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Is Hellfire Real?

Is Hellfire Real?
The topic of hell has raged throughout the centuries, and the controversy about its reality remains strong even in Christian circles, where the idea that hell is a place of eternal torment is the view most widely held by Christians today.

Recently, author Rob Bell wrote, “It’s been clearly communicated to many that this belief [hell as a fiery place of eternal torment] is a central truth of the Christian faith and to reject it is, in essence, to reject Jesus. This is misguided and toxic and ultimately subverts the contagious spread of Jesus’ message of love, peace, forgiveness and joy that our world desperately needs to hear.”

Similarly, Pope John Paul II, during his long reign over the Roman Catholic Church, stirred up a theological hornets’ nest when he described hell as “the state of those who freely and definitely separate themselves from God, the source of all life and death.” He added controversially, hell is “not a punishment imposed externally by God.”

Both Bell’s and the former pope’s messages were received with joy and anger alike. In response to these messages, R. Albert Mohler Jr., president of the Southern Baptist Theological Seminary accused the pope of “soft-selling hell. … Jesus Himself spoke of hell as a lake of fire, where the worms would not die and the fire would not be quenched. It’s all very graphic.” Most Baptists believe sinners are suffering right now in eternal torment.

And then scholars such as England’s Dr. John Stott, asserting that the belief of eternal torment is based on pagan philosophy, teach that such a view of God is inconsistent with the biblical portrait of His character. Stott and other prominent Bible teachers propose that the fires will ultimately put the unsaved out of existence—not hold them in eternal agony.

He explains that while Jesus did make it very clear that there is a real hell (Matthew 10:28), He explained something vitally significant in the parable of the wheat and the tares—“As therefore the tares are gathered and burned in the fire, so shall it be in the end of this world” (Matthew 13:40). According to Stott, the implications are obvious. First, in sharp contrast to the claims of Vatican City, hell is a real place where the “children of the wicked one” (Matthew 13:38) will be “burned” (verse 40). Yet contrary to the Southern Baptist Theological Seminary, nobody has gone there yet.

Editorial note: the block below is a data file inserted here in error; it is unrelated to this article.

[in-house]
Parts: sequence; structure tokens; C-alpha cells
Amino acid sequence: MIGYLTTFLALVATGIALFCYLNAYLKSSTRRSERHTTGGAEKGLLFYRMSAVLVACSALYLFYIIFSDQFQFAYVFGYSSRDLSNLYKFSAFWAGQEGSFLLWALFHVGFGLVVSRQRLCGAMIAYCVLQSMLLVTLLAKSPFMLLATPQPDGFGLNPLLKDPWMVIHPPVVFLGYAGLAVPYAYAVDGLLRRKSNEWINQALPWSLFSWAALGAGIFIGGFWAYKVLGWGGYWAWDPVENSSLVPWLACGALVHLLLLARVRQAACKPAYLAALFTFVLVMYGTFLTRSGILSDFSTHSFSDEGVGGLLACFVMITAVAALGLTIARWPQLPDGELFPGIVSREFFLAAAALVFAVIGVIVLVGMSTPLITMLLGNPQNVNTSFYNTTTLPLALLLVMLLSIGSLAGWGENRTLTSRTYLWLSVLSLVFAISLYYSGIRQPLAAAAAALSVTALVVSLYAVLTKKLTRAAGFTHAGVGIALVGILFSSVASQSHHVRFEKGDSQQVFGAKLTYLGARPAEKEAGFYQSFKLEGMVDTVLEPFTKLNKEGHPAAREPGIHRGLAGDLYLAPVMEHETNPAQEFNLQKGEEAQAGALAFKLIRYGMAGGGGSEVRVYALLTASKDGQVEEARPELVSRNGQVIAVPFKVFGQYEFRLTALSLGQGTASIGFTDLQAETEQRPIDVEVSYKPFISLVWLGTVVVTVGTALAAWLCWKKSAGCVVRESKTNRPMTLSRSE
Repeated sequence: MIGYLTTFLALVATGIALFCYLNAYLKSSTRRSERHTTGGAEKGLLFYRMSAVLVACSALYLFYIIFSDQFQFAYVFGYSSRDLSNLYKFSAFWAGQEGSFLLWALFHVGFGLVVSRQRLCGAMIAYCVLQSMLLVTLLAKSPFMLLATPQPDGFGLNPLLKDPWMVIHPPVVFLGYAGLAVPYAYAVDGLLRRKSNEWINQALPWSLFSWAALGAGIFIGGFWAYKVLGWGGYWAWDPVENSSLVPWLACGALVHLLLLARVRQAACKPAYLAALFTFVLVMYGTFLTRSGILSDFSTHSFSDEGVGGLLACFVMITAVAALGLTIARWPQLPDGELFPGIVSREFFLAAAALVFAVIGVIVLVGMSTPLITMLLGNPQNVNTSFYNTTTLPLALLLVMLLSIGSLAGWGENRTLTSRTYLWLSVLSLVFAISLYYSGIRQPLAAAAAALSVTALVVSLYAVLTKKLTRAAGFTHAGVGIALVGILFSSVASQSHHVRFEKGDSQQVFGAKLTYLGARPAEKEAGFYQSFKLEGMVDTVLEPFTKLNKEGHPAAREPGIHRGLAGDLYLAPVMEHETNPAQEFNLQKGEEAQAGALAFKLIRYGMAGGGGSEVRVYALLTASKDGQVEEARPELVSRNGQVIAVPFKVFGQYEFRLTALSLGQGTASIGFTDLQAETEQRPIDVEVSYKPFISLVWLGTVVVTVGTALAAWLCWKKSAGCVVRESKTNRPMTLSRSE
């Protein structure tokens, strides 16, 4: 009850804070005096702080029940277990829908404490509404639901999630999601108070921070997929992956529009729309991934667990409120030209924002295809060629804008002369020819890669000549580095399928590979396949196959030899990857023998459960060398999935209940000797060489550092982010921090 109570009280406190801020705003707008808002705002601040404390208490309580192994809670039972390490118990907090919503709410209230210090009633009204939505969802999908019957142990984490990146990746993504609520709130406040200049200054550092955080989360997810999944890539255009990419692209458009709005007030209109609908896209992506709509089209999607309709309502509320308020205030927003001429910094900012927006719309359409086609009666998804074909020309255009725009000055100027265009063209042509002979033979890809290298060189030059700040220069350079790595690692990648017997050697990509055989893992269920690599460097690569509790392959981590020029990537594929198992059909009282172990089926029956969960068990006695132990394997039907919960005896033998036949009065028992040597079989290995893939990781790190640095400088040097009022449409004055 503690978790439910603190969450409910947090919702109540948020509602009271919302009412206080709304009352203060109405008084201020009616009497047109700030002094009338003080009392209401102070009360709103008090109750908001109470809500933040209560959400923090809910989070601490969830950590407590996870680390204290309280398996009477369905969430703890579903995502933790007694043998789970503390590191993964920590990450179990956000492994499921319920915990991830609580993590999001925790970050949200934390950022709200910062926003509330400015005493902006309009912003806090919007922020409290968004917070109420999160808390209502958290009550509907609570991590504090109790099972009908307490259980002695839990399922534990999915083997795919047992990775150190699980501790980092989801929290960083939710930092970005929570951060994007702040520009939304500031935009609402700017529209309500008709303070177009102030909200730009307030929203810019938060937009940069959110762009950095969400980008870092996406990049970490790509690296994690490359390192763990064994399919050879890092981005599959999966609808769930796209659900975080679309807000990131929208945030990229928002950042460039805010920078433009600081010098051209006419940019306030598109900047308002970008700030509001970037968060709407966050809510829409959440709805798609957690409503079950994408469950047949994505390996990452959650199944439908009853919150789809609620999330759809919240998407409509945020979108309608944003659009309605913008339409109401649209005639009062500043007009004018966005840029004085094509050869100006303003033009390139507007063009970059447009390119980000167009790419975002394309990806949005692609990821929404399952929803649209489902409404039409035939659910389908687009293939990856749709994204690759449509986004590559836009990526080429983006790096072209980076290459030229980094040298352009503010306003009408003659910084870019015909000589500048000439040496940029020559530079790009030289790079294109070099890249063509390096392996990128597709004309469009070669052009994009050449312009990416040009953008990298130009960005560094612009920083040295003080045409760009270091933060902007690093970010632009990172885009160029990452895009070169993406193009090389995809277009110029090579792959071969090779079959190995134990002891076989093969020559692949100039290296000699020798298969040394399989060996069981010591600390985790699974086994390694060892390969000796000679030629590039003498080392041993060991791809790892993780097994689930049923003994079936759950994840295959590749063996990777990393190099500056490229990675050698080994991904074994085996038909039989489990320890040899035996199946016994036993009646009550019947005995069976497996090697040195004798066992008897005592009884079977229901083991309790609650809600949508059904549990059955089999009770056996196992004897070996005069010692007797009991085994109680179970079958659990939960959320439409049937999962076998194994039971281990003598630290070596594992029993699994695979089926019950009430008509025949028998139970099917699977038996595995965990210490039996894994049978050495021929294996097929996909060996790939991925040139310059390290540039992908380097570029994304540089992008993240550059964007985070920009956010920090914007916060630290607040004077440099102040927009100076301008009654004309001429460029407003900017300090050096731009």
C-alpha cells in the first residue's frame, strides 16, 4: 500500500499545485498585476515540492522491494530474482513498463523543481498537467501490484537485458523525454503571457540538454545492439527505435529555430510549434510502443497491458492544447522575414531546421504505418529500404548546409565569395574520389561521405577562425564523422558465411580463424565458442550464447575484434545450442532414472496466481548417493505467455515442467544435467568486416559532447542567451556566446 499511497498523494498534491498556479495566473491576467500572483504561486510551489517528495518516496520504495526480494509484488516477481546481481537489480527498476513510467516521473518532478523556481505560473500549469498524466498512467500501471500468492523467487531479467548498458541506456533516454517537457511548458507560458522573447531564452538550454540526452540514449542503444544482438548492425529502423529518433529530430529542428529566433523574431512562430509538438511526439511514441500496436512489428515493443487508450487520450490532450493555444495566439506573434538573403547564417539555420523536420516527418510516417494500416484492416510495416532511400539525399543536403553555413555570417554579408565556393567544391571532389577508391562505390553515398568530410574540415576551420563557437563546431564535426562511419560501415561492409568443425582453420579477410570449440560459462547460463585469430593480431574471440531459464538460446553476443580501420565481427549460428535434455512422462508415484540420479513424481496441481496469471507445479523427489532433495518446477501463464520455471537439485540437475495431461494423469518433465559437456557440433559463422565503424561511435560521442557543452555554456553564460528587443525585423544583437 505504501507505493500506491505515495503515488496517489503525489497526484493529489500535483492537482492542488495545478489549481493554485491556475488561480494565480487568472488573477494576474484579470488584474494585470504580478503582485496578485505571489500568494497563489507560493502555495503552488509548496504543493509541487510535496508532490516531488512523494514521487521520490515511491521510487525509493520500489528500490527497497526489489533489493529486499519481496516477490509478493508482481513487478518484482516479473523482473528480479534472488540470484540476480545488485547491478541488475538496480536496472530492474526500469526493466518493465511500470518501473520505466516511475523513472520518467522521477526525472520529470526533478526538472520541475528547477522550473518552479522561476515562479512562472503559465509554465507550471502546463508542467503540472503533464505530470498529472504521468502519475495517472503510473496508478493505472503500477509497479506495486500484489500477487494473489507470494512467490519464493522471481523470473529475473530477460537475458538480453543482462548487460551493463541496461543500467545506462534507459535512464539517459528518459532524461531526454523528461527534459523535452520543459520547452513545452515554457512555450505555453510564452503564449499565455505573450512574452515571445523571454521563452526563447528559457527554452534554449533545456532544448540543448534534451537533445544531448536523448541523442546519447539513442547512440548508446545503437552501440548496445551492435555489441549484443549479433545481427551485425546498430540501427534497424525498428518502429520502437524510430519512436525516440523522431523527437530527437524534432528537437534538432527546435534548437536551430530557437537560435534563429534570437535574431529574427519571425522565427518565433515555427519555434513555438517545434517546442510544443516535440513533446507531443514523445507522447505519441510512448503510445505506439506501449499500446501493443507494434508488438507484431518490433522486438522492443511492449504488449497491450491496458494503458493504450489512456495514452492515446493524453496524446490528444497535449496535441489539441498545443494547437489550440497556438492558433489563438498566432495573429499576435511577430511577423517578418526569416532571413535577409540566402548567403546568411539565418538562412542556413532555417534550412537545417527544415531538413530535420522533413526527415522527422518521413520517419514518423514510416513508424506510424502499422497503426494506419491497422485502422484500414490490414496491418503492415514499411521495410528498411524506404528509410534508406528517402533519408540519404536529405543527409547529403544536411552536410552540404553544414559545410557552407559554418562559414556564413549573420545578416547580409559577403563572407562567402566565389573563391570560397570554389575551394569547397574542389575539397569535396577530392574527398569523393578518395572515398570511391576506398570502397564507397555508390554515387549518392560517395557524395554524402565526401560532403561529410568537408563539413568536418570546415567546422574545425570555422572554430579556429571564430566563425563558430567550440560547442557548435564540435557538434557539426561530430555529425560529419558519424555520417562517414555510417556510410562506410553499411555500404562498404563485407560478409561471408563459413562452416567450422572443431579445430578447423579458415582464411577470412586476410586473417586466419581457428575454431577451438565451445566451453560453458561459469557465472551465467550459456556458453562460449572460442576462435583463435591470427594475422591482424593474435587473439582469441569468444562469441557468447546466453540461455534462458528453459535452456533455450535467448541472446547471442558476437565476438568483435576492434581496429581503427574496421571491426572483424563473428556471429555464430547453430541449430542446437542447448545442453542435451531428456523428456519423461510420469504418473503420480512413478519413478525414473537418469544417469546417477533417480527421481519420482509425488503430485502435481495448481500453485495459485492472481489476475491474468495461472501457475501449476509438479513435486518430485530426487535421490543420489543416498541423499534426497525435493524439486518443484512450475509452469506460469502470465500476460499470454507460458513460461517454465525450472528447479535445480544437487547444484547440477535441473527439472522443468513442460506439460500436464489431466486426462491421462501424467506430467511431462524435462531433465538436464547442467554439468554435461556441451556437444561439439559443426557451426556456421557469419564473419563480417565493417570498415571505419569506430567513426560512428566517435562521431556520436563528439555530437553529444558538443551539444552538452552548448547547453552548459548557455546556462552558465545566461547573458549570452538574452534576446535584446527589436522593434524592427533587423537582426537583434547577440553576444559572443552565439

(It is worth noting here that for the majority of times the word translated “hell” is used in Scripture, it literally means “the grave.” In only 12 of the 54 times we read the word “hell” does the original word mean “place of burning.”

Who Is Right?

So who is right?

Is it the pope, Rob Bell, John Stott, or Christians who continue in the tradition of Jonathan Edwards, a Puritan preacher who traveled throughout 18th-century New England proclaiming that “there will be no end to this exquisite horrible misery” of the ever-burning fires of hell?

According to some surveys, 64 percent of Americans believe there is a hell, but only 34 percent believe it is “a real place where people suffer eternal fiery torments.” A surprising 53 percent view hell as "an anguished state of existence eternally separated from God.” But percentages don’t equate with Bible truth.

The makers of this website believe there is firm Scriptural truth about hell, and that your questions deserve sound Bible answers. This site is wholly devoted to exploring and demystifying the Bible topic of hellfire. We believe the truth, as it is in Christ, can both broaden our understanding and draw us into a closer relationship with God.

If hellfire perplexes or scares you, or if you’re looking for answers instead of questions, we encourage you to spend a few minutes with us as we explore this controversial topic through videos, articles, and links.


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Hell in the Bible

The word “hell” is used 54 times in the Bible. It is translated from several different words with various meanings, as indicated below:
In the Old Testament:
  • 31 times from the Hebrew “Sheol,” which means “the grave”
In the New Testament:
  • 10 times from the Greek “Hades,” which means “the grave”
  • 12 times from the Greek “Gehenna,” which means “a place of burning”
  • 1 time from the Greek “Tartarus,” which means “a place of darkness”

What is Purgatory?

A tradition held by the Catholic Church that teaches people who are not good enough to be worthy of heaven, but not bad enough to deserve hell, suffer in an intermediary state until their sins are purged.

But is it in the Bible? Click here to learn more.

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